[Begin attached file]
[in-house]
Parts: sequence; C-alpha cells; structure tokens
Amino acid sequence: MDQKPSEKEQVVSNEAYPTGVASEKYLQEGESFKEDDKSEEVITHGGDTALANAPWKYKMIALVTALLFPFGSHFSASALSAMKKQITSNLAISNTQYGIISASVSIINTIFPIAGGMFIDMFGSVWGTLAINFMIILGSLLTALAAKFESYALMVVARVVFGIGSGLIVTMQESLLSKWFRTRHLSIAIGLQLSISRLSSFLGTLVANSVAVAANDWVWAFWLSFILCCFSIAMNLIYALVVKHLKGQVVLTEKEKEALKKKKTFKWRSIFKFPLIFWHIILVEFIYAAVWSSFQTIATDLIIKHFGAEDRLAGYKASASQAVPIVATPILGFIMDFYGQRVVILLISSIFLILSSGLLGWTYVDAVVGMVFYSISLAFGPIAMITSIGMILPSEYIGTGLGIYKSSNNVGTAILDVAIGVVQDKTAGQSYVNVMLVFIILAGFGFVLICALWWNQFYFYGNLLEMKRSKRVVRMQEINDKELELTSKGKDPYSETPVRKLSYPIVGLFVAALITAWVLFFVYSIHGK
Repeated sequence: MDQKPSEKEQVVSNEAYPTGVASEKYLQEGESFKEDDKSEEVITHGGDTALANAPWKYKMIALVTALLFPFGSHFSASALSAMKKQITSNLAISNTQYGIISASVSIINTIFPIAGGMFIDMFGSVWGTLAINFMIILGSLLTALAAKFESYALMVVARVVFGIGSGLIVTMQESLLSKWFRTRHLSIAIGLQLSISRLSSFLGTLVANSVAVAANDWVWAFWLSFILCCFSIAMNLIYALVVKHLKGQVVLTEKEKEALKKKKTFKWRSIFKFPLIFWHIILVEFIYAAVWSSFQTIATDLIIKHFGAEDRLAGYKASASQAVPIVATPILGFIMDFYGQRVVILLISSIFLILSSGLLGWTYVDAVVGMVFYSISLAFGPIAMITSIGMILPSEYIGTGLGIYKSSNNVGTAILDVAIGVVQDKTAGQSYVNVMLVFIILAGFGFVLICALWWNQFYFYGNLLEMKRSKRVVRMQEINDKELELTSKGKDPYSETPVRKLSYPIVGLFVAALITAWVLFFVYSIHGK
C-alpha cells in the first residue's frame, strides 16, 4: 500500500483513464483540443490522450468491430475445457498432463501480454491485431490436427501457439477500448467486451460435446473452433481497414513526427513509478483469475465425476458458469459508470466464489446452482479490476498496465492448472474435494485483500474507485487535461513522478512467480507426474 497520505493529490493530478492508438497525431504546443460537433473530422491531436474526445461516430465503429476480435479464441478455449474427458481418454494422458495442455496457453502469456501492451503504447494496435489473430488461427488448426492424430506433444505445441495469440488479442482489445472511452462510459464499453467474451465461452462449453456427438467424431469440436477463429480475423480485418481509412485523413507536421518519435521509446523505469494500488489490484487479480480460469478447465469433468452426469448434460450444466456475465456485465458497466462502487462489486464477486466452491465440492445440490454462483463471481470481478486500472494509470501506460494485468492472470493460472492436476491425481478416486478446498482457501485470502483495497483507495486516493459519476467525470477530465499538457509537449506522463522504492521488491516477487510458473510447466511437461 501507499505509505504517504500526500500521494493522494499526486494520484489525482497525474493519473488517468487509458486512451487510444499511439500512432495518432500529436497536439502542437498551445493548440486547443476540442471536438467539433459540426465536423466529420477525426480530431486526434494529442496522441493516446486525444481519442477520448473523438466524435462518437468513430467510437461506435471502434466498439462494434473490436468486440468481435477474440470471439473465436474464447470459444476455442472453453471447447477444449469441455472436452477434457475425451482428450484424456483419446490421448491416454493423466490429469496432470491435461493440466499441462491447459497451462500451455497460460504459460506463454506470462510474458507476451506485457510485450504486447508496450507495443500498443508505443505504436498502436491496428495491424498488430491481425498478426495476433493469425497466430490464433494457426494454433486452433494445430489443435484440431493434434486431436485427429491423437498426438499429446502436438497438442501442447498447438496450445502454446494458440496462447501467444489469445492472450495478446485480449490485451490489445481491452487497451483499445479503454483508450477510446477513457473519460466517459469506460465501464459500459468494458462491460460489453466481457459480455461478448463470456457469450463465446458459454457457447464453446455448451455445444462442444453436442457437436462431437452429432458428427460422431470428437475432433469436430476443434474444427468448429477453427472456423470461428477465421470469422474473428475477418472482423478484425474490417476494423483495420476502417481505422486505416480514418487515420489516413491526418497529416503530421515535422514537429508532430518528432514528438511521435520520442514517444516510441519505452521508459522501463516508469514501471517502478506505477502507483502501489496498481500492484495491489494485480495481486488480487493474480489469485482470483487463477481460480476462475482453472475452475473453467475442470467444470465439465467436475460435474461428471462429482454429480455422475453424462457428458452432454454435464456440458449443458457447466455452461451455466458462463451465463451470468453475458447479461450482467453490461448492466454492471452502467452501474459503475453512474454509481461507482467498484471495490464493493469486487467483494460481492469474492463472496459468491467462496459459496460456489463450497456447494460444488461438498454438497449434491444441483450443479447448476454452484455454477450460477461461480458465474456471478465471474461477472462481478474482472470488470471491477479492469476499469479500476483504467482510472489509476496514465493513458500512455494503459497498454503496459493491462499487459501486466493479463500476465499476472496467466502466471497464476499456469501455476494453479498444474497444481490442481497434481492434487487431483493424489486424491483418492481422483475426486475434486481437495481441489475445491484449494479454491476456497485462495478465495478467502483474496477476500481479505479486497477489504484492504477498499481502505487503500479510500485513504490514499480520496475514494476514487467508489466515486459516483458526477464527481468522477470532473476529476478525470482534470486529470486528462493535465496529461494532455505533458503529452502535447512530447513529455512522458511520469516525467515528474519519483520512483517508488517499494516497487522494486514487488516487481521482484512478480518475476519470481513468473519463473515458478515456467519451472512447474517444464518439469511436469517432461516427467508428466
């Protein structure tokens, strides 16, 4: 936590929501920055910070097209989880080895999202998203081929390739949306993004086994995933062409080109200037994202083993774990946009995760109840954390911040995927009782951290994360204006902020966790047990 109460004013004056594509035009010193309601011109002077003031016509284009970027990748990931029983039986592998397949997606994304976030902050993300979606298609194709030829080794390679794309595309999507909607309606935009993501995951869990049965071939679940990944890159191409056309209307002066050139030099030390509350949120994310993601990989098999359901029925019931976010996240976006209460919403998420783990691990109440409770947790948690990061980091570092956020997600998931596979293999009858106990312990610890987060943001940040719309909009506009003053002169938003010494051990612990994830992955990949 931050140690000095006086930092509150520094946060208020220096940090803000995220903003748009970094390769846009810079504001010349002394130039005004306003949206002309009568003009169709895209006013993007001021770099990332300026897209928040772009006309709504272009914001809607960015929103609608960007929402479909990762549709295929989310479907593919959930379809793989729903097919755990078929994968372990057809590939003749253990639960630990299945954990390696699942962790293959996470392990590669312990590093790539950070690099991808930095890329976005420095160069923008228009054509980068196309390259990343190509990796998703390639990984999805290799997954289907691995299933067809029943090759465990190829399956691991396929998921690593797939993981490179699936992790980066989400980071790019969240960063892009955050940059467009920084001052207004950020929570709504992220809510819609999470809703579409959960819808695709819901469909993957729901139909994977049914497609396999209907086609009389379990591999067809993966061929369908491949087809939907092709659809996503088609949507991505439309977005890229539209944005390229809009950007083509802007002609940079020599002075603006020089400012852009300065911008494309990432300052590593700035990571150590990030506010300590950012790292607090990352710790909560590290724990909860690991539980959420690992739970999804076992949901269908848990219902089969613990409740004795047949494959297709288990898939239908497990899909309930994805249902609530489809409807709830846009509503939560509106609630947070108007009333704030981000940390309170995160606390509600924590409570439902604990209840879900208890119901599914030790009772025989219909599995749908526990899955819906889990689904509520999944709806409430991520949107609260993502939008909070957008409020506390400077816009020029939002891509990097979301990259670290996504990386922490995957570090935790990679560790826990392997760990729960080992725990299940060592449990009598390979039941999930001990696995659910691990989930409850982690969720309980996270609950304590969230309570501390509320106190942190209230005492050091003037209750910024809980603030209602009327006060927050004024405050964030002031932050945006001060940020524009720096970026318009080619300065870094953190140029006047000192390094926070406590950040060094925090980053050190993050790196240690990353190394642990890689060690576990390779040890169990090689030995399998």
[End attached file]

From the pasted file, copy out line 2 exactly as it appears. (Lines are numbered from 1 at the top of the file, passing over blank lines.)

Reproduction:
Parts: sequence; C-alpha cells; structure tokens